A few weeks ago I was feeling a wee bit stressed out for various reasons, and thought it might be nice to fill the car CD player with relaxing music. It was also kinda cold, as I recall, so I went for sounds from warm climes. Here's the rundown:
1. Various artists, Hawaiian Slack Key Guitar Masters: Instrumental Collection. Picked this up in a giveaway bin at a past job around the time it came out in 1995; I tend to pull it out every few years and give it a spin or two, think to myself how pleasant it is, then put it back. Certainly does the trick in terms of calming jangled nerves, although in larger doses it's a bit too slack for my taste, so I actually took this out of the rotation first. I attribute the slight Muzak-y tendency to the fact that the label, Dancing Cat, is a subsidiary of Windham Hill. The only names I recognize on the lineup are Keola Beamer and Sonny Chillingworth, although I admit that I know next to nothing about the genre.
2. Kaouding Cissoko, Kora Revolution. Another freebie, and another disc that I play once or twice every few years. (Confession time: what first caught my eye was the cover art, and, believe it or not, the typography. 'Cuz I'm weird like that.) Interestingly, I tend to think of this as an instrumental album, but it turns out there are vocals all over it (the lyrics of which are translated and contextualized in the detailed CD booklet). That's a testament to the power of the kora playing here, which is incredibly lovely even if I don't get the "revolution" part. Cissoko has appeared on albums by Baba Maal and Nusrat Fateh Ali Khan, and if you like those guys, odds are good you'll enjoy this.
3. Various artists, Putumayo presents Cape Verde. I'm going to assume that if you know any musician from this series of islands off the coast of Senegal, it's Cesaria Evora. (If you don't know her stuff, better get busy.) Evora has one track here, but there are eleven other performers as well, and just about all of them sound fine in my book. Putumayo compilations can be hit-or-miss, but this seems pretty solid, steering clear of the label's Easy Listening for Sipping Espresso and/or Shopping tendency.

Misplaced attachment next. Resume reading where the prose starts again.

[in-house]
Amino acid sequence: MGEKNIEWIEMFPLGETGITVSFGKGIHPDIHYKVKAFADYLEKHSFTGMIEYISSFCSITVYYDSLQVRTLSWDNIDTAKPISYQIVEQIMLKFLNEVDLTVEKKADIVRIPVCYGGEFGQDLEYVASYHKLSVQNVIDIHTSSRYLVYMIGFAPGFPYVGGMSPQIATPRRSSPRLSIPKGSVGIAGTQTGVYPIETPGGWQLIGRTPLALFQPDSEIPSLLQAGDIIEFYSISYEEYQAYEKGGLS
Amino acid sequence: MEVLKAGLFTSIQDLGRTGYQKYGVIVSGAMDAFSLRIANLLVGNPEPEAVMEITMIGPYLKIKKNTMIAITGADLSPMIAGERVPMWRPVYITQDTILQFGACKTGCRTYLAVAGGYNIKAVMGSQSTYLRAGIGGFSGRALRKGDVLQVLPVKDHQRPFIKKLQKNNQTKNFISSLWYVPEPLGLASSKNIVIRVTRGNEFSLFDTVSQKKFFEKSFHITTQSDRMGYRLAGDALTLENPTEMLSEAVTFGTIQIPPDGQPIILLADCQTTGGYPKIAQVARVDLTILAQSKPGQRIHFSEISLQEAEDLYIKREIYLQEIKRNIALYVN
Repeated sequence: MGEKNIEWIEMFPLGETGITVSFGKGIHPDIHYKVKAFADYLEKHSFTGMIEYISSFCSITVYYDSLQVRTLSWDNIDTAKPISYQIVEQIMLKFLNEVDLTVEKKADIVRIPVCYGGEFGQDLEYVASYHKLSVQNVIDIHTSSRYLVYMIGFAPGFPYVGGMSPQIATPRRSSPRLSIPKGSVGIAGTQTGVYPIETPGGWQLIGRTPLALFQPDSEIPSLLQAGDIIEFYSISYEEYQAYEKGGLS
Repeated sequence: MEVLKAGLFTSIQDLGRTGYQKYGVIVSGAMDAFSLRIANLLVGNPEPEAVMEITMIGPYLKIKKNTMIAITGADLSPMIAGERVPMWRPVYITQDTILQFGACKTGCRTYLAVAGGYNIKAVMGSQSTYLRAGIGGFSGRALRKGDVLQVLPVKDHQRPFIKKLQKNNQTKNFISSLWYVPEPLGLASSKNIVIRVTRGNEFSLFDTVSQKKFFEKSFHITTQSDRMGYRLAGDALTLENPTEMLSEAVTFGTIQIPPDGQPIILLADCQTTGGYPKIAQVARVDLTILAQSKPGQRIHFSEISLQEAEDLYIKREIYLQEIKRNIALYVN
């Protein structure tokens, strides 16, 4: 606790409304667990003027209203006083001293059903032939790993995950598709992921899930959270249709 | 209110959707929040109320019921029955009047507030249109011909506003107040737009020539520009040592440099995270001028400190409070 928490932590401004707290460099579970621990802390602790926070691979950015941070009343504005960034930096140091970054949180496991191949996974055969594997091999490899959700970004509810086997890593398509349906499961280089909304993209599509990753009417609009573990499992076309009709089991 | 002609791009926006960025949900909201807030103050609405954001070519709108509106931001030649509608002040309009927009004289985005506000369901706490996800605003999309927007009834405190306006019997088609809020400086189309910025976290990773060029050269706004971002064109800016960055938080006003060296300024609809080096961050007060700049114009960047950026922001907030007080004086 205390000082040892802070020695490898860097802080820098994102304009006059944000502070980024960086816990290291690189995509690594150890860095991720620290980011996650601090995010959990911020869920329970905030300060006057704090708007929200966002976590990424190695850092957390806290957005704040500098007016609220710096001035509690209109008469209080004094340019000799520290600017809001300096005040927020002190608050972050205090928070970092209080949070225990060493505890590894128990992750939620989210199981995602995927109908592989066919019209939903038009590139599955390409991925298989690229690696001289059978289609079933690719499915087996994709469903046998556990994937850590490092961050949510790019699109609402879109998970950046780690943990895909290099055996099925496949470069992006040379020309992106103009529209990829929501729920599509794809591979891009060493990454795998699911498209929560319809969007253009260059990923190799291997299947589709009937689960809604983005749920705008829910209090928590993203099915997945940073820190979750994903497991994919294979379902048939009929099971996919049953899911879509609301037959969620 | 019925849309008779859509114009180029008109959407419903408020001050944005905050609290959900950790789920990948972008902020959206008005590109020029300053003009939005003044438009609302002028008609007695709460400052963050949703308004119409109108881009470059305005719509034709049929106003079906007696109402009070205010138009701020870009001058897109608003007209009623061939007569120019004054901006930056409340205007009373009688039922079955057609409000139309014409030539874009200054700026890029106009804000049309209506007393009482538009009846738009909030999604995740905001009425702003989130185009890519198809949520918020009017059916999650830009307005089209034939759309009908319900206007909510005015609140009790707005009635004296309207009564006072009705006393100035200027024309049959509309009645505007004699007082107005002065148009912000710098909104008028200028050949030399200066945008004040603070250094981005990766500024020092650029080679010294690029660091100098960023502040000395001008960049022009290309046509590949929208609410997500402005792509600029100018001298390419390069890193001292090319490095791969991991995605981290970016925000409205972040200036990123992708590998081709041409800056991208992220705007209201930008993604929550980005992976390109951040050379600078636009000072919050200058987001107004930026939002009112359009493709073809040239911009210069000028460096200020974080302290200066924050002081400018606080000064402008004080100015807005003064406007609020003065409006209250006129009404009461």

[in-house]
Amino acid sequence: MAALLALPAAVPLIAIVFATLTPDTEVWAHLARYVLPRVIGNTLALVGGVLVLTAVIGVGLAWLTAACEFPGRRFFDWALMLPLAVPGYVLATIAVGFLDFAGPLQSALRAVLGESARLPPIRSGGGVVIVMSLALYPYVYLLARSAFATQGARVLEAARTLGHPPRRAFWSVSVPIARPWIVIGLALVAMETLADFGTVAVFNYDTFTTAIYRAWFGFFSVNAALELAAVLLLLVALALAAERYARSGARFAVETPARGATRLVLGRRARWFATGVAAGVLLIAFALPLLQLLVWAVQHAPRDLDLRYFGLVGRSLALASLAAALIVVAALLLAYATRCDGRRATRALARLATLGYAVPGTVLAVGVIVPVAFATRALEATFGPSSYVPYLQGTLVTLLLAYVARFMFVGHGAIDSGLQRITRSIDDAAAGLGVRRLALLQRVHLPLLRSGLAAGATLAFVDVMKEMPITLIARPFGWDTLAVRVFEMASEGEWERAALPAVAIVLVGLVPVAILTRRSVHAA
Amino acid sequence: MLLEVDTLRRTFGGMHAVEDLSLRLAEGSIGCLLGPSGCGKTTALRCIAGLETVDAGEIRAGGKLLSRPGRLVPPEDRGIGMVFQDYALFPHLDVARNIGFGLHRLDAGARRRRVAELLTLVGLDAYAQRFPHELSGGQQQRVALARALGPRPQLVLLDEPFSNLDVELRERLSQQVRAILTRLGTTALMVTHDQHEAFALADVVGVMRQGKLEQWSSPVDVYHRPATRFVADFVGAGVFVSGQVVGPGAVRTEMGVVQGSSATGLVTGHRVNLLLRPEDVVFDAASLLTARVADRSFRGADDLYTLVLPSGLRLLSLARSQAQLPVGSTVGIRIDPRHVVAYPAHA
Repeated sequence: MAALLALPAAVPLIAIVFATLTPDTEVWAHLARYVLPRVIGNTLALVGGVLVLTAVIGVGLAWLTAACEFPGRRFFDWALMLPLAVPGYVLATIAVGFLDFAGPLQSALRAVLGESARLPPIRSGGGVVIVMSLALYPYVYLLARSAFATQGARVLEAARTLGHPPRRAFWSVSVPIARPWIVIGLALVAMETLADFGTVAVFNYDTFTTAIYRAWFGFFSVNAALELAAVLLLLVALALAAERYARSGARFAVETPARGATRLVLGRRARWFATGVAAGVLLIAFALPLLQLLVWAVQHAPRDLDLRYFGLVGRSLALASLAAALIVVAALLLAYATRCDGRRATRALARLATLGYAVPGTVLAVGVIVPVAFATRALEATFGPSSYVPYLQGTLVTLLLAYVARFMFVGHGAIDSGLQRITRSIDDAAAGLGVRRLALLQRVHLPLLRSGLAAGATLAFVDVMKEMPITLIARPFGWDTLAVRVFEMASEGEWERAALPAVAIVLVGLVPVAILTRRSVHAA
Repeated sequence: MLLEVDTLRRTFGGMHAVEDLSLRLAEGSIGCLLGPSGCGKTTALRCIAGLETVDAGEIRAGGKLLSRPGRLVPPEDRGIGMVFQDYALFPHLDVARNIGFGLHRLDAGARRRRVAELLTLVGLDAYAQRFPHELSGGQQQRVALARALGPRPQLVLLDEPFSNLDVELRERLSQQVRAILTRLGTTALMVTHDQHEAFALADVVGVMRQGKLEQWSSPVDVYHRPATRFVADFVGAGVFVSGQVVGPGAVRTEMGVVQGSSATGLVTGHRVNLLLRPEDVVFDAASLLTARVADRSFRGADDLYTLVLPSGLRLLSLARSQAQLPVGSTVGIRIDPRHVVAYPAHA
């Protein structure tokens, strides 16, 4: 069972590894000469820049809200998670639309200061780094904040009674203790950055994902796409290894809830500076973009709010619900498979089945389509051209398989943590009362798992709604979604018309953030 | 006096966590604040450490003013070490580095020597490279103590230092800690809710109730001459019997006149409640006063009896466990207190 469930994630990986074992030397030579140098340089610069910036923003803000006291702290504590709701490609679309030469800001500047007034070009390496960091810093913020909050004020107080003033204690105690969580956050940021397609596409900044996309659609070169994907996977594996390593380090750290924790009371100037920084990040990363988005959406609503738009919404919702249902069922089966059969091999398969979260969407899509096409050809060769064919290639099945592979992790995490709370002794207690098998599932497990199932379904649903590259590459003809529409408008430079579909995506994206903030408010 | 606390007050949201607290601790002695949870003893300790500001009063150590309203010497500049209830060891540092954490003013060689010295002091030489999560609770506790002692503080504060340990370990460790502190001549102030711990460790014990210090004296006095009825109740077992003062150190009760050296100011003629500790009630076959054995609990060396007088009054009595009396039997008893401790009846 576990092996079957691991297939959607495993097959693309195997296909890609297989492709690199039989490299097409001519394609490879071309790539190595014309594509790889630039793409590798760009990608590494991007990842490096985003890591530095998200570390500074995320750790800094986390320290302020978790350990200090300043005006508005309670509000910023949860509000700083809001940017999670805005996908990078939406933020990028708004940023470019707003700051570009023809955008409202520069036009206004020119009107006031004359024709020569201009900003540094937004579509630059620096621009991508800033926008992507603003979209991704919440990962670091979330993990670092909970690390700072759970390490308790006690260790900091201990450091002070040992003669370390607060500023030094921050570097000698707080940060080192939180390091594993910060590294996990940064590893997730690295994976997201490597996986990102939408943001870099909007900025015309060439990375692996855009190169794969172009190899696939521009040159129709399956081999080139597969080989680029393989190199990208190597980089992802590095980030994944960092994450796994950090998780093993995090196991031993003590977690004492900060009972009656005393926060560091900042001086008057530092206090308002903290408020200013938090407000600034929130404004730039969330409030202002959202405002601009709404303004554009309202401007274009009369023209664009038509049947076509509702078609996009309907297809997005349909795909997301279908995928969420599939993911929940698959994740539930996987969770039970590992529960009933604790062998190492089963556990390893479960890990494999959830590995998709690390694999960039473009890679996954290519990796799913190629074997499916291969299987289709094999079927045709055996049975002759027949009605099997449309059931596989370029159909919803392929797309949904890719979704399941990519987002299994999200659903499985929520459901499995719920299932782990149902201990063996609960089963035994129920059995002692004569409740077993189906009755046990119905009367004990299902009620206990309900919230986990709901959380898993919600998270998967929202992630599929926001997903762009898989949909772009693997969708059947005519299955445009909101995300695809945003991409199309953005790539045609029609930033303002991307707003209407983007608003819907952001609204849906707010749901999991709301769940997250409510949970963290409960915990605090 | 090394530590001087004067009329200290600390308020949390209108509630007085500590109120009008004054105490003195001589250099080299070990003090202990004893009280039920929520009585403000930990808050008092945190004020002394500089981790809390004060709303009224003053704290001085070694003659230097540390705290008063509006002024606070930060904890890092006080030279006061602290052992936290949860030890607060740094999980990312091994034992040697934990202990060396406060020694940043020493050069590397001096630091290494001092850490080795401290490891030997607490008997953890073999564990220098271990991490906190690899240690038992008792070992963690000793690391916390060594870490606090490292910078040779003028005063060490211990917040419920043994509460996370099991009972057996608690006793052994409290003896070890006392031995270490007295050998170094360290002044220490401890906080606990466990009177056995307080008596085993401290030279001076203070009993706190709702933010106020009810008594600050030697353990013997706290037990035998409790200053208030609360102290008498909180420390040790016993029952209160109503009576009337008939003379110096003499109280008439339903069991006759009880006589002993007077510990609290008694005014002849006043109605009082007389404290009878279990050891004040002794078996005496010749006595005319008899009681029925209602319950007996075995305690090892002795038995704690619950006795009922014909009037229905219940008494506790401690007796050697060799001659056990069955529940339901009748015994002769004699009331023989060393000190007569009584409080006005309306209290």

4. João Gilberto, João voz e violão. A really strong (if too-brief) collection of songs, most of which Gilberto has recorded elsewhere. The twist here, which I'll attribute to producer/protege Caetano Veloso, is that the sound is totally stripped down--nothing but JG's super-quiet voice and unaugmented guitar. Of the three or four Gilberto albums I've heard, this is an excellent starting point. Unlike discs 1-3 above and #5 below, I play this one fairly often; in fact, it took up residency near the bedroom CD player for about two or three years as a quiet-time staple.
5. Caetano Veloso, Orfeu. Speaking of Caetano, here he is in soundtrack-composer mode, creating new music for a remake of Black Orpheus, alongside covers of songs from the original. Some of this is orchestral instrumentals, some features vocals, and the range of tempos and textures is all over the map. I wouldn't recommend this as an introduction to Veloso, but it has many interesting moments. (Bonus: handsome booklet, with lyrics in both Portuguese and English plus stills from the movie that make me want to see it someday soon.)
6. Voodoo Child/Moby, The End of Everything. Sure, people give Moby a hard time for his ambient/instrumental projects (hell, some people give him a hard time just for being Moby), but I happen to like this a great deal: it's fairly low-key, with some majestic moments now and then, the whole of it bearing real emotional weight. I had this on as background as a party once and at least two people bought copies the next day. My only beef: what's the point of having a pseudonym if you're going to announce who you are on the album cover? So much for the anonymity of electronic music. (This being a Moby album, there is one of his characteristic mini-essay rants in the booklet, though it's mighty short and can be summed up in its final line: "Animals are not ours to eat, wear, or experiment on.")